Heishi-shorin-ken (Kokuho or National Treasure)

Shichisei-ken (Kokuho or National Treasure)

 

(P.7)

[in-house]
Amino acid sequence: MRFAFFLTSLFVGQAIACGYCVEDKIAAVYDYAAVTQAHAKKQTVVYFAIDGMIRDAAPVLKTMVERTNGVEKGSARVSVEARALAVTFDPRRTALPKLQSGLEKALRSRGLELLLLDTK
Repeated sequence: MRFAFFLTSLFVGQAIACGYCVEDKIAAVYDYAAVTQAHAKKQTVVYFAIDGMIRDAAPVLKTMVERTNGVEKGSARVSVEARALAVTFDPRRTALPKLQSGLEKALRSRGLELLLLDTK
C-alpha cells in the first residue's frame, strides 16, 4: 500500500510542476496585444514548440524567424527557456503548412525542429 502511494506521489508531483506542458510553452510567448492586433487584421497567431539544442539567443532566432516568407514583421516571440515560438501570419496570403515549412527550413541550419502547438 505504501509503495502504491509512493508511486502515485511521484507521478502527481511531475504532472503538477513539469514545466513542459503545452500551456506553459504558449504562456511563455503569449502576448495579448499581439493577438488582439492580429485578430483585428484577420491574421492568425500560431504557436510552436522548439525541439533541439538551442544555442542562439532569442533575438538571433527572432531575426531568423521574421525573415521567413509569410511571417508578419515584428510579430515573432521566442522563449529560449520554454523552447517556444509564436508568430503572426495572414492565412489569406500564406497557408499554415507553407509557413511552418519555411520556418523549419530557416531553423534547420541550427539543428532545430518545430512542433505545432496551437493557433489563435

Speaking of the workmanships of the two swords, they are in kiri-ha-zukuri with gently round maru-mune and have relatively short ha-watari (Heishi-shorin-ken : 65.1 cm,  Shichisei-ken : 62.4 cm.), wide kiri-ha, thick kasane, conspicuous uchi-zori (Heishi-shorin-ken) and no sori in the nakago. The jigane of Heishi-shorin-ken is amazingly well-forged and the jihada is dense ko-itame-hada combined with masame then chikei and kinsuji are seen. It is speculated that the jigane was forged and folded a certain number of times, using soft material. This forging method is also seen amongst the swords of the Shoso-in Depository. It became clear that three swords polished by Mr. Ono Kokei recently (kin-gin-denso-kara-dachi of the Hokuso storage, No.1 and No.2 tachi of the Chuso storage) were forged in the same method. Mr. Ono stated his impressions after he polished them that he had the same feeling in polishing them as those of old fine Japanese swords. The jigane of the three swords of the Shoso-in Depository look weak but Mr. Ono had the same feeling in polishing them. Heishi-shorin-ken has fine and well-forged jigane with beautiful colour and thick and snow-white nie. Its jihada bears a resemblance to that of Yamato and Yamashiro swords rather than the swords of the Shoso-in Depository. Though, such refined jigane and jihada is seldom seen amongst Yamato swords. The hamon of Heishi-shorin-ken is hoso-sugu-ha mixed with gentle notare and ko-midare then ko-ashi are seen inside the hamon. There is no yaki-otoshi but it starts with yaki-komi. The hamon consists of thick nioi accompanied by ko-nie in the upper part and tight nioi in the lower part and kinsuji and sunagashi are seen in places. Unfortunately the boshi is missing but it is speculated that it was originally ko-maru-boshi. The jigane of Shichisei-ken has no difference from that of the other ordinary swords of the Shoso-in Depository. Masame-hada is more emphasised in the jihada that mixes ko-itame accompanied by thick ji-nie. The hamon is hoso-sugu-ha, inclined to be deformed and has hazy nioi-guchi accompanied by ko-nie, many sunagashi and yaki-otoshi are seen. The boshi is missing but hakikake are seen there. The manner of the ji and the ha of Shichisei-ken reminds of Bungo no Yukihira.